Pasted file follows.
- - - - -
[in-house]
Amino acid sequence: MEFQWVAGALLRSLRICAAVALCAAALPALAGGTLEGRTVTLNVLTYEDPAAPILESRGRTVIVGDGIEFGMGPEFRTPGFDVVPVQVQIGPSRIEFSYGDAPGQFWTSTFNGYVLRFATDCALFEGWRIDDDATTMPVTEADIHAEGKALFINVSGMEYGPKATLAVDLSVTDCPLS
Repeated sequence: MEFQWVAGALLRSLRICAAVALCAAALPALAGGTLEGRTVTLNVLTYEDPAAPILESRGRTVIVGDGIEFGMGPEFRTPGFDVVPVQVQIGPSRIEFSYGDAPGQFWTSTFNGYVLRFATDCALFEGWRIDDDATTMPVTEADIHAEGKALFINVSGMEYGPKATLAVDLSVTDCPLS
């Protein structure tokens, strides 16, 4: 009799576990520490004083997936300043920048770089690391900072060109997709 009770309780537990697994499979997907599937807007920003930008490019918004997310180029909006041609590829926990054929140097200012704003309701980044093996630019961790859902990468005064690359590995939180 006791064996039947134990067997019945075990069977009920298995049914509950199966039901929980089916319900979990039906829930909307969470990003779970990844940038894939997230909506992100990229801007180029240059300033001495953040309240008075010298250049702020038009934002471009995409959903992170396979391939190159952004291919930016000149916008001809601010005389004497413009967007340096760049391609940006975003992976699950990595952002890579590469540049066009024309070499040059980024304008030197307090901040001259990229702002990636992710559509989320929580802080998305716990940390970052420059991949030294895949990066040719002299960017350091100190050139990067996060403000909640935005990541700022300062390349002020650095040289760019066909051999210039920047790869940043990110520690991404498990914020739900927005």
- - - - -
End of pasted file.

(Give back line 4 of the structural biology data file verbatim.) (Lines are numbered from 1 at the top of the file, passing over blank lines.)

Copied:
């Protein structure tokens, strides 16, 4: 009799576990520490004083997936300043920048770089690391900072060109997709 009770309780537990697994499979997907599937807007920003930008490019918004997310180029909006041609590829926990054929140097200012704003309701980044093996630019961790859902990468005064690359590995939180 006791064996039947134990067997019945075990069977009920298995049914509950199966039901929980089916319900979990039906829930909307969470990003779970990844940038894939997230909506992100990229801007180029240059300033001495953040309240008075010298250049702020038009934002471009995409959903992170396979391939190159952004291919930016000149916008001809601010005389004497413009967007340096760049391609940006975003992976699950990595952002890579590469540049066009024309070499040059980024304008030197307090901040001259990229702002990636992710559509989320929580802080998305716990940390970052420059991949030294895949990066040719002299960017350091100190050139990067996060403000909640935005990541700022300062390349002020650095040289760019066909051999210039920047790869940043990110520690991404498990914020739900927005």